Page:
Although the green toad (Bufo viridis) can today be found all over Central Europe, Asia, Africa, and even on the Balearic Islands, it became extinct in the Iberian Peninsula at the end of the Early Pleistocene (1.1 million years ago). This has been demonstrated by an international research study, with Spanish participation, which has discovered the first green frog fossil in Murcia.
Analysis of fossils found in the Cueva Victoria deposit in Cartagena (Murcia), has for the first time confirmed the presence of the green toad (Bufo viridis) in south eastern Spain at the end of the Early Pleistocene (more than 1.1 million years ago), in the provinces of Granada, Murcia and Castelln.
"Around 500 fossilised bones document the entire skeleton of the green toad, and provide key osteological clues that mean they can be unequivocally attributed to this species", Hugues-Alexandre Blain, one of the authors of the study and a researcher in the Prehistory Department at the Rovira i Virgili University (URV) in Tarragona, tells SINC.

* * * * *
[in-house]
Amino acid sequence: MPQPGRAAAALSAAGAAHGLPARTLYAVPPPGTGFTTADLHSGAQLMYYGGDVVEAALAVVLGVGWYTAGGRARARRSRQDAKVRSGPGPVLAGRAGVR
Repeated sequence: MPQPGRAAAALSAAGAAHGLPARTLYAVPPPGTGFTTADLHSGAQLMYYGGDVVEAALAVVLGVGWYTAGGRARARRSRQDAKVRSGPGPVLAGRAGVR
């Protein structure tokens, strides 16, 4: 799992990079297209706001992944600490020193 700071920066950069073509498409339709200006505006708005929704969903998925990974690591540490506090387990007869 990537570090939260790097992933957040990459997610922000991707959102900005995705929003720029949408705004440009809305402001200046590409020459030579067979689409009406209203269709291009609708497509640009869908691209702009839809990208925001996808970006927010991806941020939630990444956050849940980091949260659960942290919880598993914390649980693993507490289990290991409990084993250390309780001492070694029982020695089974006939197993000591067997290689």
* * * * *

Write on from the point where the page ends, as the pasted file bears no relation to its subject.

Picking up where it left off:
The study, which has been published in Comptes Rendus Palevol, shows that at this time the amphibian belonged to a different subspecies than the green toads of today. Changes in the climate and landscape, "which have taken place frequently over the past two million years", could be the reason for them having become locally extinct.
Nowadays, B. viridis is distributed extensively throughout Eurasia and northern Africa, but until now its presence had never been demonstrated in the Iberian Peninsula. "Although the peninsula has favourable ecological conditions, the species is strangely absent", the expert says.
The south western limit of its current range in Europe is the border between Italy and France. In Spain, it is only found in the Balearic Islands, "where it is thought to have arrived recently, possibly having been introduced by the Phoenicians from northern Africa", says
FECYT - Spanish Foundation for Science and Technology